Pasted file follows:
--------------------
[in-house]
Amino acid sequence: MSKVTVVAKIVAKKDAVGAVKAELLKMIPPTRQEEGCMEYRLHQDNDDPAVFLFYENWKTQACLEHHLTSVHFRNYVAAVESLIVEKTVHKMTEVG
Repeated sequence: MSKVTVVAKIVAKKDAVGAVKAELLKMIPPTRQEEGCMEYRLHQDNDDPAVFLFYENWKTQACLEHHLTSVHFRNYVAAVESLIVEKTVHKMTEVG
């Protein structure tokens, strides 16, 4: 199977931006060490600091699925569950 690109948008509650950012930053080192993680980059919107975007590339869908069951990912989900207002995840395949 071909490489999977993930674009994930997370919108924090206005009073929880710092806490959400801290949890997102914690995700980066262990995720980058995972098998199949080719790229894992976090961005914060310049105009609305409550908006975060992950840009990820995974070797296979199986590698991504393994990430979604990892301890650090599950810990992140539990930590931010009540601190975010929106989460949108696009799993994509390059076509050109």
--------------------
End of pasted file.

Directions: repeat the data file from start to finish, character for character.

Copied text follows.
[in-house]
Amino acid sequence: MSKVTVVAKIVAKKDAVGAVKAELLKMIPPTRQEEGCMEYRLHQDNDDPAVFLFYENWKTQACLEHHLTSVHFRNYVAAVESLIVEKTVHKMTEVG
Repeated sequence: MSKVTVVAKIVAKKDAVGAVKAELLKMIPPTRQEEGCMEYRLHQDNDDPAVFLFYENWKTQACLEHHLTSVHFRNYVAAVESLIVEKTVHKMTEVG
């Protein structure tokens, strides 16, 4: 199977931006060490600091699925569950 690109948008509650950012930053080192993680980059919107975007590339869908069951990912989900207002995840395949 071909490489999977993930674009994930997370919108924090206005009073929880710092806490959400801290949890997102914690995700980066262990995720980058995972098998199949080719790229894992976090961005914060310049105009609305409550908006975060992950840009990820995974070797296979199986590698991504393994990430979604990892301890650090599950810990992140539990930590931010009540601190975010929106989460949108696009799993994509390059076509050109």